What is the U.S. Treasury?

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  • Written By: Mary McMahon
  • Edited By: O. Wallace
  • Last Modified Date: 12 August 2019
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The United States Treasury is a Cabinet-level agency which oversees government revenue and works to maintain the American economy. The head of the US Treasury is the Secretary of the Treasury, a member of the Presidential Cabinet. Another prominent member of the Treasury staff is the Treasurer of the United States. The signatures of the Secretary and Treasurer appear in facsimile on American paper currency, as any readers who happen to have some American dollars around can verify.

All governments need treasuries to thrive, so it should not come as a surprise to learn that the US Treasury is almost as old as the United States itself. The Treasury was established in 1789, and it was initially headed by Alexander Hamilton, who is honored on the 10 dollar bill along with the Treasury Department itself. The position of Treasurer of the United States is even older, dating to 1775.

One of the key roles of the US Treasury is the production of American coins and paper currency. Under the supervision of the Treasurer of the United States, the Bureau of Printing and Engraving and the United States Mint produce currency as required to replace worn and damaged currency and to meet the Treasury's needs. The US Treasury also collects federal tax revenues, using its Internal Revenue Service division, an agency familiar to many Americans.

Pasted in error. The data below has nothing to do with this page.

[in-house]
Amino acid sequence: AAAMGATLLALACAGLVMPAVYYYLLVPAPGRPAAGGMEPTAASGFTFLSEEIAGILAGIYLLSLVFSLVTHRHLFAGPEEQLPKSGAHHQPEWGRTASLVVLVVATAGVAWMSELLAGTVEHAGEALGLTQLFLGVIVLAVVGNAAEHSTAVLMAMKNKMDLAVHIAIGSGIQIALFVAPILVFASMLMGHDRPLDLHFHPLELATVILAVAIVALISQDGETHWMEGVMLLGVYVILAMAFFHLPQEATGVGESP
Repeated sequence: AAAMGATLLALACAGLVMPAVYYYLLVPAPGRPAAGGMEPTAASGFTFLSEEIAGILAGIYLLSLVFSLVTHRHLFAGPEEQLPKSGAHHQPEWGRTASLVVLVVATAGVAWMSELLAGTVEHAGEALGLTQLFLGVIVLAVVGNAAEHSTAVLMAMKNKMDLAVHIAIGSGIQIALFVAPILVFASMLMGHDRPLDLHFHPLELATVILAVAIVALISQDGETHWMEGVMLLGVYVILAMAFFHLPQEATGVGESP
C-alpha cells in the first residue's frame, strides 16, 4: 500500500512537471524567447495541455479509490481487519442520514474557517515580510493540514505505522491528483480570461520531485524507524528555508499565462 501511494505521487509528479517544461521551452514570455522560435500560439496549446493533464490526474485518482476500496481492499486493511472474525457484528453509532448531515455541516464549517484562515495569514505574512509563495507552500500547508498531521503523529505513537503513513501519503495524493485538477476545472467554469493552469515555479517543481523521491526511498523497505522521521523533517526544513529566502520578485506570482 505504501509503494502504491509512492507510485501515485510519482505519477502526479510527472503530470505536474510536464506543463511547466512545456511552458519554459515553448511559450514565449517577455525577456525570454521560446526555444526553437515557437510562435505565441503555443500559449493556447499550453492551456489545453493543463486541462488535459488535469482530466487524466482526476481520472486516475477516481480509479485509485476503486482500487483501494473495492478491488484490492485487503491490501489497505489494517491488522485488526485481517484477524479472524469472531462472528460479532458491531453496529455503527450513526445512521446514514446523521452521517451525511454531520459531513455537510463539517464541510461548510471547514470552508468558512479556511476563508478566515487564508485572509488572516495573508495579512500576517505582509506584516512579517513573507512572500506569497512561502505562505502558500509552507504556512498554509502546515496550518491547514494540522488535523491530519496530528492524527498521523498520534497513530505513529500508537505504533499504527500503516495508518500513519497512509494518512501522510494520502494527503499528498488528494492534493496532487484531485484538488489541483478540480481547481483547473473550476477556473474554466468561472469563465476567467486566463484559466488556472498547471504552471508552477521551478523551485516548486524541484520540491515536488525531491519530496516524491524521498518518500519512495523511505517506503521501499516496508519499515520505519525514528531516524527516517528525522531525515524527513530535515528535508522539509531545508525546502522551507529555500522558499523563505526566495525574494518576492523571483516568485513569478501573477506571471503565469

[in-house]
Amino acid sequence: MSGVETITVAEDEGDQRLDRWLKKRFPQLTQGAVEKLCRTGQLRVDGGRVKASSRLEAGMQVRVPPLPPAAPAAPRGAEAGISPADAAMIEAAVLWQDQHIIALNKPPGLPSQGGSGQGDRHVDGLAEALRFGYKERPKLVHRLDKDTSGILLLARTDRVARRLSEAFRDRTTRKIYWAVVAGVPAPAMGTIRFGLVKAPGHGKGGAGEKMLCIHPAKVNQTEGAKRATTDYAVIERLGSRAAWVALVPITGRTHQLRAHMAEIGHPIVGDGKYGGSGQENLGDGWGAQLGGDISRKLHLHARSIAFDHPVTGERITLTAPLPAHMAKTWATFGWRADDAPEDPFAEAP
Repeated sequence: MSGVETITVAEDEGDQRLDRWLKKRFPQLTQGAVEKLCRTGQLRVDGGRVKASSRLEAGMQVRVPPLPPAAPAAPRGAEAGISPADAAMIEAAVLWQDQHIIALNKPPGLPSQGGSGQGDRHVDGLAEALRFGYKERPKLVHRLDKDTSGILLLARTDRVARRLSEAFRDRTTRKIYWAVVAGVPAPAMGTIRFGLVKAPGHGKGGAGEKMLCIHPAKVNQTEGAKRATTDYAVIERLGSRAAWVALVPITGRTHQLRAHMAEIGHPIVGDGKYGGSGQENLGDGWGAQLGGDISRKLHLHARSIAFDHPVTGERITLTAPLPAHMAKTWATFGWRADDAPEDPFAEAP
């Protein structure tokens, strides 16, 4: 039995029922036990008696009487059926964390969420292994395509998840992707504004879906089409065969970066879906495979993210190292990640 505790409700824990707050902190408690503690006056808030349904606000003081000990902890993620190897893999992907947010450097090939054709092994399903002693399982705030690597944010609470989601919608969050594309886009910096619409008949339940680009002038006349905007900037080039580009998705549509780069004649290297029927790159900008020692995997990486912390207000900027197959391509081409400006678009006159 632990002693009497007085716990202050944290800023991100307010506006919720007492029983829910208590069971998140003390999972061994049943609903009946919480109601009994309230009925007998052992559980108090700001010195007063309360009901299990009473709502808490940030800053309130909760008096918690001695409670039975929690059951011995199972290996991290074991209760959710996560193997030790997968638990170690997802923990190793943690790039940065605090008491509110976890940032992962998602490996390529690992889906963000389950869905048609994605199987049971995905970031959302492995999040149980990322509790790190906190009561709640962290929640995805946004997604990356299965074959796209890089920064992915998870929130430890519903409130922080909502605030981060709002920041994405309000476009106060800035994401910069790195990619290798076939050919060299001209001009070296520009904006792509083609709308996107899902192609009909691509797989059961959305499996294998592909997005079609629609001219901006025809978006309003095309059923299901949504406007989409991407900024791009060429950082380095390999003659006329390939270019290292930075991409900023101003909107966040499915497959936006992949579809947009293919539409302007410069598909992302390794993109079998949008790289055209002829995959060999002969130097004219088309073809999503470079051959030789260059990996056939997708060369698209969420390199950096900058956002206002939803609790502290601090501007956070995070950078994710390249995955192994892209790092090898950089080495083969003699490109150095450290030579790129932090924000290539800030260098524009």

In addition to printing money and collecting taxes, the Treasury also provides policy recommendations for American financial institutions, and manages the nation's public debt. The Treasury also has departments which deal with law enforcement issues, including an office which focuses on tracking down funds used to finance terrorism, and a law enforcement branch which investigates counterfeiting, financial fraud, tax evasion, smuggling, and other matters of interest to the US Treasury.

Until 2003, the Secret Service was part of the US Treasury, as were the Bureau of Alcohol, Tobacco, and Firearms and the United States Customs Service. These agencies were transferred to the Justice Department and the Department of Homeland Security as part of a larger government reorganization which was designed to make the United States government more efficient and more effective in the fight against terrorism. Over 100,000 people are employed by the US Treasury, ranging from law enforcement agents working in the field to policy makers in the Treasury's headquarters in Washington, DC.


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